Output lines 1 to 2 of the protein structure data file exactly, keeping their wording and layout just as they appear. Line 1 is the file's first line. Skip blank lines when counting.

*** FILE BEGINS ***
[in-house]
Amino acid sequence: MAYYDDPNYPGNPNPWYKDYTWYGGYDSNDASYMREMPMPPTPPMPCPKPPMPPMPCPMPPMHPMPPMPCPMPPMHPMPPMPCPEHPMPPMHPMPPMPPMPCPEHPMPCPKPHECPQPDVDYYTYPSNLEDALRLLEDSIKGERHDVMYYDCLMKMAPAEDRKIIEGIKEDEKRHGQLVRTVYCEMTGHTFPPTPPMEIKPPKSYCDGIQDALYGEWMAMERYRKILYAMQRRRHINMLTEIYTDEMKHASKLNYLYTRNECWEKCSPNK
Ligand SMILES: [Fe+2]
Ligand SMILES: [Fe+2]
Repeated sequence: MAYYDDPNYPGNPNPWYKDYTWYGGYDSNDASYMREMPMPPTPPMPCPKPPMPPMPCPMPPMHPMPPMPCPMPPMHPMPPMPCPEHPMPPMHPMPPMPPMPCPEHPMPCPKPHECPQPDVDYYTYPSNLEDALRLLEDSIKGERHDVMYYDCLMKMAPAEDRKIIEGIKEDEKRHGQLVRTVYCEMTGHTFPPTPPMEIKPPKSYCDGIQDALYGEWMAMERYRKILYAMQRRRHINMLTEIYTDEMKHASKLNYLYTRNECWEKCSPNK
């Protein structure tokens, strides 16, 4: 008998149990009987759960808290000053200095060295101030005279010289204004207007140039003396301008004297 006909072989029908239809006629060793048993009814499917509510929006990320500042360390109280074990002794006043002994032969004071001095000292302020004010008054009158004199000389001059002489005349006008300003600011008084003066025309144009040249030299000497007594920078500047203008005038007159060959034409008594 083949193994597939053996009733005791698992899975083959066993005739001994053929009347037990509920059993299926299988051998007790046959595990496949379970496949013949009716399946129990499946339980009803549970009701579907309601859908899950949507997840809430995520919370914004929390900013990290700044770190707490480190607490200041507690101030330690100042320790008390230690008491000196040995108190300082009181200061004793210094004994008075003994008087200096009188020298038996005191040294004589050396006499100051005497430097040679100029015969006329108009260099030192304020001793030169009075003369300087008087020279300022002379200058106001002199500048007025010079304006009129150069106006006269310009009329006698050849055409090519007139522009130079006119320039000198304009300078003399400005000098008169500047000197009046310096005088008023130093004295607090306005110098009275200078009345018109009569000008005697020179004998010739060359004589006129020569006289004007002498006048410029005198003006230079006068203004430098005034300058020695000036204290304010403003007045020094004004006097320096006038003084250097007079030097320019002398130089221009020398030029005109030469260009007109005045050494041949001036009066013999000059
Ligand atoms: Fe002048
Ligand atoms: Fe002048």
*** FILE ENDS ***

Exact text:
[in-house]
Amino acid sequence: MAYYDDPNYPGNPNPWYKDYTWYGGYDSNDASYMREMPMPPTPPMPCPKPPMPPMPCPMPPMHPMPPMPCPMPPMHPMPPMPCPEHPMPPMHPMPPMPPMPCPEHPMPCPKPHECPQPDVDYYTYPSNLEDALRLLEDSIKGERHDVMYYDCLMKMAPAEDRKIIEGIKEDEKRHGQLVRTVYCEMTGHTFPPTPPMEIKPPKSYCDGIQDALYGEWMAMERYRKILYAMQRRRHINMLTEIYTDEMKHASKLNYLYTRNECWEKCSPNK